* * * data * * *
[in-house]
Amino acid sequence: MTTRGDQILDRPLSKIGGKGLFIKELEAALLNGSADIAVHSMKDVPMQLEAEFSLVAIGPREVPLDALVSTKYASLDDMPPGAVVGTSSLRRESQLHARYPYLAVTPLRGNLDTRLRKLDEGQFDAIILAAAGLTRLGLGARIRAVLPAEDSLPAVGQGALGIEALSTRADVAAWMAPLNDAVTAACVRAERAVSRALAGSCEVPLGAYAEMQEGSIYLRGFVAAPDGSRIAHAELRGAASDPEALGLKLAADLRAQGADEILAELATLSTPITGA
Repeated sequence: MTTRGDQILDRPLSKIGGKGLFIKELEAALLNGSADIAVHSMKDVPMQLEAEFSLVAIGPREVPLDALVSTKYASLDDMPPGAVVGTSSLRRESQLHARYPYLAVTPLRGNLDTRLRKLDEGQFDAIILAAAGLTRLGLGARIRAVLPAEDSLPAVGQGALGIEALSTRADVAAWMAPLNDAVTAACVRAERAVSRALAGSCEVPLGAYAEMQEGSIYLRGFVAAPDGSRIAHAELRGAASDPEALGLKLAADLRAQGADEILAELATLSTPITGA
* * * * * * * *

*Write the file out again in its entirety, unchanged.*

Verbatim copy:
[in-house]
Amino acid sequence: MTTRGDQILDRPLSKIGGKGLFIKELEAALLNGSADIAVHSMKDVPMQLEAEFSLVAIGPREVPLDALVSTKYASLDDMPPGAVVGTSSLRRESQLHARYPYLAVTPLRGNLDTRLRKLDEGQFDAIILAAAGLTRLGLGARIRAVLPAEDSLPAVGQGALGIEALSTRADVAAWMAPLNDAVTAACVRAERAVSRALAGSCEVPLGAYAEMQEGSIYLRGFVAAPDGSRIAHAELRGAASDPEALGLKLAADLRAQGADEILAELATLSTPITGA
Repeated sequence: MTTRGDQILDRPLSKIGGKGLFIKELEAALLNGSADIAVHSMKDVPMQLEAEFSLVAIGPREVPLDALVSTKYASLDDMPPGAVVGTSSLRRESQLHARYPYLAVTPLRGNLDTRLRKLDEGQFDAIILAAAGLTRLGLGARIRAVLPAEDSLPAVGQGALGIEALSTRADVAAWMAPLNDAVTAACVRAERAVSRALAGSCEVPLGAYAEMQEGSIYLRGFVAAPDGSRIAHAELRGAASDPEALGLKLAADLRAQGADEILAELATLSTPITGA